March 16, 2018

UpClose: Rooted in Nature | Library by Design, Fall 2015


The Vestavia Hills Library in the Forest opened in 2010 as Alabama’s first LEED Gold–certified library. The library takes its forest namesake very seriously: fewer than 25 percent of the trees on the site were disturbed in the building’s construction, and no tree more than 40 feet from the building was cut down. Of those that were removed, more than 80 percent were reincorporated into the library itself. The ceilings are made of pine; the entry hall is poplar; the service desks, fireplace exterior cladding, and doors to the community room are made of oak.

The trees that remain in place around the structure help shield the building from sun and keep cooling costs down (in the winter, with branches bare, sun comes in to help with heating). There’s a rooftop garden to improve insulation, minimize the heat island effect, and allow patrons to commune with the natural surroundings.

The 35,000 square foot facility replaces one roughly 12,000 square feet smaller just up the street that was located in a former medical office, next to a strip mall, and lacking parking and the ability to expand technology access. The new library’s feel is different, built into the side of a hill on nine wooded, rolling acres of the Wald Estate, adjacent to the Boulder Creek Nature Trail. As a result, more than seven and a half acres of commercially zoned property have been preserved from uses that might destroy their current forest cover. The library postdates the trails, but it makes the most of them, offering outdoor programming in partnership with groups such as Keep Vestavia Green, the Alabama Audubon Trail and Wildlife Society, and area scout troops.

Green inside and out

Inside the library, each of the four levels offers an immediate connection to the natural environment. The upper mezzanine holds the rooftop garden as well as two study rooms; the main level houses a rooftop terrace that extends into the forest as well as the main service desk, adult services, the computer classroom, the café, the fireplace area, the bookstore, and the community room. A lower level contains an all-ages glass tree house as well as children’s services, the children’s programming room, teen services, the boardroom, and administrative services. The lowest level incorporates an outdoor amphitheater, classroom, and trail.

“When visitors enter the building they will feel as if they’re among the trees, suspended 30 feet in the air,” Colin Coyne, a LEED-certified property developer and chair of the library Board of Trustees, told Construction Equipment Guide Southeast Edition. “By sacrificing two and a half acres of trees, we have created [a setting in which] thousands of patrons will really get to know the natural environment. In doing so, they cannot help but become more respectful of it. In short, I truly believe that the two and a half acres of trees we’ve largely reused will preserve hundreds of acres.”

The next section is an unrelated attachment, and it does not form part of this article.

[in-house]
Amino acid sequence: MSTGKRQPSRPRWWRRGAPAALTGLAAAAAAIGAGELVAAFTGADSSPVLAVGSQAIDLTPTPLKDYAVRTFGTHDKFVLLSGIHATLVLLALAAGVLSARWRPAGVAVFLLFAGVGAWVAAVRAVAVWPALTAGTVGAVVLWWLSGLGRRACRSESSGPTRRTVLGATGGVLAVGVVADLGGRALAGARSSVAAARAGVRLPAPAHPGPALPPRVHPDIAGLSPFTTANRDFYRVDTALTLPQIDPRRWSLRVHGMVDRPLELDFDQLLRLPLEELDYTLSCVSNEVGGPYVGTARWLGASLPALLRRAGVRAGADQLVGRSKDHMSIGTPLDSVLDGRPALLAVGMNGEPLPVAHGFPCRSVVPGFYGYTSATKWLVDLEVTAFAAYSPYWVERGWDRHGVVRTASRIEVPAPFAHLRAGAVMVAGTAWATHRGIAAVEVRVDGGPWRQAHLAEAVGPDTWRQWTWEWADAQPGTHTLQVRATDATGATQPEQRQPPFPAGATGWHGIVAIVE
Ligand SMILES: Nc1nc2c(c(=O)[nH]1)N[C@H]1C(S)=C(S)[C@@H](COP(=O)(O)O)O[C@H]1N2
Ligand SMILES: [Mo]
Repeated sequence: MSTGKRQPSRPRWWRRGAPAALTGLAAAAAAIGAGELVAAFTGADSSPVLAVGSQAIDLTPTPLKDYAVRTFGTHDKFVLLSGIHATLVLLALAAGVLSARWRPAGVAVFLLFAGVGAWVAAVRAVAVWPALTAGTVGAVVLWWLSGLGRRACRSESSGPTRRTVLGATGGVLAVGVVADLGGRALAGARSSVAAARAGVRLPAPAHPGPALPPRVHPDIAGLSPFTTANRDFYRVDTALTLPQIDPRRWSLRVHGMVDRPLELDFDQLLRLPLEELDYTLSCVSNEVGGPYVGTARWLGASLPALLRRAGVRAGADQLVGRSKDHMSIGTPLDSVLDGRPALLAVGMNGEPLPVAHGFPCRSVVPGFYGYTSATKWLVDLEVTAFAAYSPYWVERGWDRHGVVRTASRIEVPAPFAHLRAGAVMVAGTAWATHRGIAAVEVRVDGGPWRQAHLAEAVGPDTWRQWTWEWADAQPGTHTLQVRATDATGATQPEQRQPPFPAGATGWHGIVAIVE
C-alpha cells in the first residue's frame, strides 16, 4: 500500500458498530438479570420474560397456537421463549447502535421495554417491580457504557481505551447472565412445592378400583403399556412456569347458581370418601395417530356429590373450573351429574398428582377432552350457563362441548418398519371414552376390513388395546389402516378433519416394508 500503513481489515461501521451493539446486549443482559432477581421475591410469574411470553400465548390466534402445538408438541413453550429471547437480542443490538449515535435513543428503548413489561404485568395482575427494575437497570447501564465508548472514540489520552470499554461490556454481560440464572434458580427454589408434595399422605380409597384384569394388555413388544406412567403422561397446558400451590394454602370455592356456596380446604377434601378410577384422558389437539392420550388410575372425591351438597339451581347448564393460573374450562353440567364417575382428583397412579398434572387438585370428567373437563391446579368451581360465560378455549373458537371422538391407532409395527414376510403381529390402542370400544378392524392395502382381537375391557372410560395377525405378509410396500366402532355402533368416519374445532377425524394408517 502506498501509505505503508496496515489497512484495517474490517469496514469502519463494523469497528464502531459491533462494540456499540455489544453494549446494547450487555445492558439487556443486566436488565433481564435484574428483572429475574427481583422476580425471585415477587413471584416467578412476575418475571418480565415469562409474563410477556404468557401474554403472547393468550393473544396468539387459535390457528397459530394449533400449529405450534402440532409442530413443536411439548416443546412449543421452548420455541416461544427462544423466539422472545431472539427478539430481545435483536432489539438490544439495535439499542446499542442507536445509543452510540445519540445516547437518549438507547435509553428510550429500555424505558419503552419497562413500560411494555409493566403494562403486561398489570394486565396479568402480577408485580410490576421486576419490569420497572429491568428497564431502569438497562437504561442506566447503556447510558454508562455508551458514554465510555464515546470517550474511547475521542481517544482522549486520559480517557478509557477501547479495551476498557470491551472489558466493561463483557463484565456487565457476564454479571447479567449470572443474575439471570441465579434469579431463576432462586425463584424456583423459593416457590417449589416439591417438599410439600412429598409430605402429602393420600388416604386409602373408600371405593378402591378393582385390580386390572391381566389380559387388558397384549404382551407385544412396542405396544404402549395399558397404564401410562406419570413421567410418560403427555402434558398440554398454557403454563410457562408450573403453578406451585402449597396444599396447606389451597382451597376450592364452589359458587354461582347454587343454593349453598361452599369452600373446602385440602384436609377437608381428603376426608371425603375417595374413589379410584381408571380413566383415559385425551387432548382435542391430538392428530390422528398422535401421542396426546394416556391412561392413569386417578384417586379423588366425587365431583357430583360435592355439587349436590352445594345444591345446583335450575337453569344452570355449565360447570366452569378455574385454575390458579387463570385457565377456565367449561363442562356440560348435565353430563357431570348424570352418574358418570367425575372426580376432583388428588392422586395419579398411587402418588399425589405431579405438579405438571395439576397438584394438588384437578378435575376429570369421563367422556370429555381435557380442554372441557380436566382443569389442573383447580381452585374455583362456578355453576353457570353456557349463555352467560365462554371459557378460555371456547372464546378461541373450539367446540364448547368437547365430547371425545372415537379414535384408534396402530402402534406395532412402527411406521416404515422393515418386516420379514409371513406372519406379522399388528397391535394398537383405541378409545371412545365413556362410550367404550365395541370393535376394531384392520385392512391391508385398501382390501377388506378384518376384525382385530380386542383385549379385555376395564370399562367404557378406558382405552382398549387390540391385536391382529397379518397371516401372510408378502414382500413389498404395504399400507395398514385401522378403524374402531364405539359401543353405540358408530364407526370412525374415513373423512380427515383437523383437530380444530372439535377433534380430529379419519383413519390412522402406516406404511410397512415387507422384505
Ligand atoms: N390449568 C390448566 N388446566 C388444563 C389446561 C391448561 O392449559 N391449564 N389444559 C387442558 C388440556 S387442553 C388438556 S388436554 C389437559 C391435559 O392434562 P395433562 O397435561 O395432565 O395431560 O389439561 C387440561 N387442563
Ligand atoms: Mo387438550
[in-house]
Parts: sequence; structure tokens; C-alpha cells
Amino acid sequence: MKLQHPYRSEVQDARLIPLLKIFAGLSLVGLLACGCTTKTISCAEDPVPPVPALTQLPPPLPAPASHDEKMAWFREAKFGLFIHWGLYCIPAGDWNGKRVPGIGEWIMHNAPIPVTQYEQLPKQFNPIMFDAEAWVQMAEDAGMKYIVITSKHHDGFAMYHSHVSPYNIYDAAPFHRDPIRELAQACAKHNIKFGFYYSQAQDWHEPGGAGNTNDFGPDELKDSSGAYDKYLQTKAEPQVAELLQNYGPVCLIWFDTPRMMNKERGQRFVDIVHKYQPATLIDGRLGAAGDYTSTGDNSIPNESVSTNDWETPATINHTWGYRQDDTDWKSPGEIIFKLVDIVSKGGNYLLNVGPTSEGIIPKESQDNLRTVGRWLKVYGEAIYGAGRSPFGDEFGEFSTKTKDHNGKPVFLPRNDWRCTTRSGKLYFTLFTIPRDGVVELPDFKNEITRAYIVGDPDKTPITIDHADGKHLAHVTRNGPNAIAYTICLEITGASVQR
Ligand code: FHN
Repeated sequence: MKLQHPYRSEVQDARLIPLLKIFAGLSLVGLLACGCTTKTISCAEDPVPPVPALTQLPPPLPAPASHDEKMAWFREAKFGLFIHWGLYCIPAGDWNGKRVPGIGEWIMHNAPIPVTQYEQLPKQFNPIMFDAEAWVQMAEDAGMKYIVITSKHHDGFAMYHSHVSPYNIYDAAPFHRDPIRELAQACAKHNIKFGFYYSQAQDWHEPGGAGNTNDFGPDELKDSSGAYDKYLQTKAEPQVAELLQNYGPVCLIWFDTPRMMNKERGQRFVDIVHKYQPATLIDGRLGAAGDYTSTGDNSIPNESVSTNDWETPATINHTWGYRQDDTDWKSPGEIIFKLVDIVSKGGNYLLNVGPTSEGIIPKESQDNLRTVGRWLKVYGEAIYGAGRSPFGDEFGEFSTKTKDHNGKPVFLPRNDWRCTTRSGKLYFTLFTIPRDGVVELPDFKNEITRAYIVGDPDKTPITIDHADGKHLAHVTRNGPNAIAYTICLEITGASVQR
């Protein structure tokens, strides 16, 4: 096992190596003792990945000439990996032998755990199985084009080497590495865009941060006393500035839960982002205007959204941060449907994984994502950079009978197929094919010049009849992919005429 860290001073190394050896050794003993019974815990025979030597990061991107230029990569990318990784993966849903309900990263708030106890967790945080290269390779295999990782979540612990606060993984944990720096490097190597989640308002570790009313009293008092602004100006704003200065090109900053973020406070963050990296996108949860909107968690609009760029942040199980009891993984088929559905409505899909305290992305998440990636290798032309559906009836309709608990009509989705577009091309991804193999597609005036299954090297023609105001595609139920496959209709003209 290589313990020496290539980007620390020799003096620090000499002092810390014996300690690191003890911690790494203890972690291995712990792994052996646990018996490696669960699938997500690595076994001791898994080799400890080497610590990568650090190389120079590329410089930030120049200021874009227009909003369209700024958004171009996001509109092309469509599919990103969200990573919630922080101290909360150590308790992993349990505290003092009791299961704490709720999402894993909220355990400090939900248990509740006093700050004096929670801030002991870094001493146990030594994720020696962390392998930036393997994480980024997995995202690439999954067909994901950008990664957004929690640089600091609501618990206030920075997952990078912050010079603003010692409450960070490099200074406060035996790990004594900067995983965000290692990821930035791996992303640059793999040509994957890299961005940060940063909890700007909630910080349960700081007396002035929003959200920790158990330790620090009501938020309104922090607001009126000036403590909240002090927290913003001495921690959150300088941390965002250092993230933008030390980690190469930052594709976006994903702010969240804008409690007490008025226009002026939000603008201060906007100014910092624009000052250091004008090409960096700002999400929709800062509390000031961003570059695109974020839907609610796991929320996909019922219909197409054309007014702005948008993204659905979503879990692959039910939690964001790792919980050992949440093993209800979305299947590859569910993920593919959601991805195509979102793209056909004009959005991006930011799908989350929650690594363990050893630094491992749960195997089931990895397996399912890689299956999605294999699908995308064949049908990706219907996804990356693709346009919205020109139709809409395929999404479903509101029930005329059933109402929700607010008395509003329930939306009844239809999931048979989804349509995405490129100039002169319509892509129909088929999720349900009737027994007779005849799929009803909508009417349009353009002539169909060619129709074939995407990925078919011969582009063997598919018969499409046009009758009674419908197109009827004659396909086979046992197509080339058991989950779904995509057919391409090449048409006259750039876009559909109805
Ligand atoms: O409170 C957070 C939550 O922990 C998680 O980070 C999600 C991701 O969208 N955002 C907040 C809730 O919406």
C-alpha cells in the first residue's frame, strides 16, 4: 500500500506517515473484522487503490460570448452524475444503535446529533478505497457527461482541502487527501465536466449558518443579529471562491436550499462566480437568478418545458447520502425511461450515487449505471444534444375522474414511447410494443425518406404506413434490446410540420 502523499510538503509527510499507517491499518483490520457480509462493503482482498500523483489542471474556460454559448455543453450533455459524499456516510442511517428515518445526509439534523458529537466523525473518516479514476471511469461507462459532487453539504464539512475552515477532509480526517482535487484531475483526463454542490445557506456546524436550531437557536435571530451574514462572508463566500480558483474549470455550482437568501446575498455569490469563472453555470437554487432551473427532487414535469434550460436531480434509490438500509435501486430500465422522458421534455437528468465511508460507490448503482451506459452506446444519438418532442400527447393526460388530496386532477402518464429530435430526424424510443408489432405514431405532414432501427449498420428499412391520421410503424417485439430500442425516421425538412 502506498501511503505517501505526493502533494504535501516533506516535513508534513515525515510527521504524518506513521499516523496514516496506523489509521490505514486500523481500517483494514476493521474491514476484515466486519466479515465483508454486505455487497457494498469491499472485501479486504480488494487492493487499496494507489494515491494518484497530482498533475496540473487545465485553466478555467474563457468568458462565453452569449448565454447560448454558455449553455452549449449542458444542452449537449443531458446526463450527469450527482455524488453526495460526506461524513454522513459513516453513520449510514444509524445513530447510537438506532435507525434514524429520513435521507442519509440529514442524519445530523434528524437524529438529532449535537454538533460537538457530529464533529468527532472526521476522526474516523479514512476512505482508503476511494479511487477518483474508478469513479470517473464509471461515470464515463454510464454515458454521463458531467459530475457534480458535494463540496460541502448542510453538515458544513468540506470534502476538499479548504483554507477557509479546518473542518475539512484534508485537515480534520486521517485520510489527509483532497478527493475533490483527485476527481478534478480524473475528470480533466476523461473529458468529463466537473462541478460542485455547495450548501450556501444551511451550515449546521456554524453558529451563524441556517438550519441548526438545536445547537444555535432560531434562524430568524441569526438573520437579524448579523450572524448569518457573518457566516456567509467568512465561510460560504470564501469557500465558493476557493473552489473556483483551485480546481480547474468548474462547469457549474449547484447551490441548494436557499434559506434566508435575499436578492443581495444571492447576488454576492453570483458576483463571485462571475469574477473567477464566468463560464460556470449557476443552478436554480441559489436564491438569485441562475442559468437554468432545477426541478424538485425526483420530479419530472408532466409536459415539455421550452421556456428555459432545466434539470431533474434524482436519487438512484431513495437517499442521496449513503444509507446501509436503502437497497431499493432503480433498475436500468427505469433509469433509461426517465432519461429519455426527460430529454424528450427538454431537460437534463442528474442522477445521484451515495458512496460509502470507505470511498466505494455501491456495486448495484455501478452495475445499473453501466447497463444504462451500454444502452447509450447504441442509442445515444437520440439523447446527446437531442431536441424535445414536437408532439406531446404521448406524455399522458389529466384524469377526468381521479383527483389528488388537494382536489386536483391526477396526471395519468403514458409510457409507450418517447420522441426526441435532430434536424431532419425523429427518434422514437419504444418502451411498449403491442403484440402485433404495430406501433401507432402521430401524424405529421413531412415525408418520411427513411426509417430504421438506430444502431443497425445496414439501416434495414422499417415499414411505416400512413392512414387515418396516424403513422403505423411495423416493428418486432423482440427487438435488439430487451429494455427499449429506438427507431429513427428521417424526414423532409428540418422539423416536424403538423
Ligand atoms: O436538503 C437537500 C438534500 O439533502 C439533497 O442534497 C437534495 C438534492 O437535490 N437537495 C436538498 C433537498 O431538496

The forest theme continued through donor recognition: a donor wall created by Method-1 Custom Interiors includes contributors’ names superimposed over a large forest image and a second one features a Buy-a-Leaf program.

Planning for the library began in 2004, but groundbreaking didn’t occur until 2009. Coyne oversaw the visioning for the $12.7 million project, part of the Jefferson County Library Cooperative; Renta Landscape Architecture conducted the site selection and investigation, master planning, and Americans with Disabilities Act accessibility design.

Continued growth

This spring, the library won the Alabama Library Association’s highest honor, Gold Medal Library, according to Director Taneisha Young Tucker. Tucker tells LBD that the impact of the new building has lasted. Programming is up 80 percent year over year, she says. Circulation had risen about 20–25 percent annually since the opening, until most recently it saw a slight drop in favor of a growing use of media and downloadables, mirroring national trends.

The Library in the Forest is “about to embark upon a Maker space,” says Tucker, in what was formerly the café, and has continued to add programming and features that play into the natural theme, including geocaching on the nearby trails, “Spooky Tales on Spooky Trails” in October, and a summer concert series in which patrons in the outdoor amphitheater listen to performers beneath the forest canopy. One new improvement, while less green, speaks to the enduring popularity of the library—after “constant complaints,” the library has just completed a larger parking lot.

This article was published in Library Journal's September 15, 2015 issue. Subscribe today and save up to 35% off the regular subscription rate.

Meredith Schwartz About Meredith Schwartz

Meredith Schwartz ( is Executive Editor of Library Journal.

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  1. Dianne Milam says:

    I’m a retired Librarian from Ivalee Elementary in Etowah County. I would love to have a tour your library!

    After less than a year of retirement, I still have a love and a yearning to be in some form of
    library-media experiences!!

    Maybe we could discuss some interests!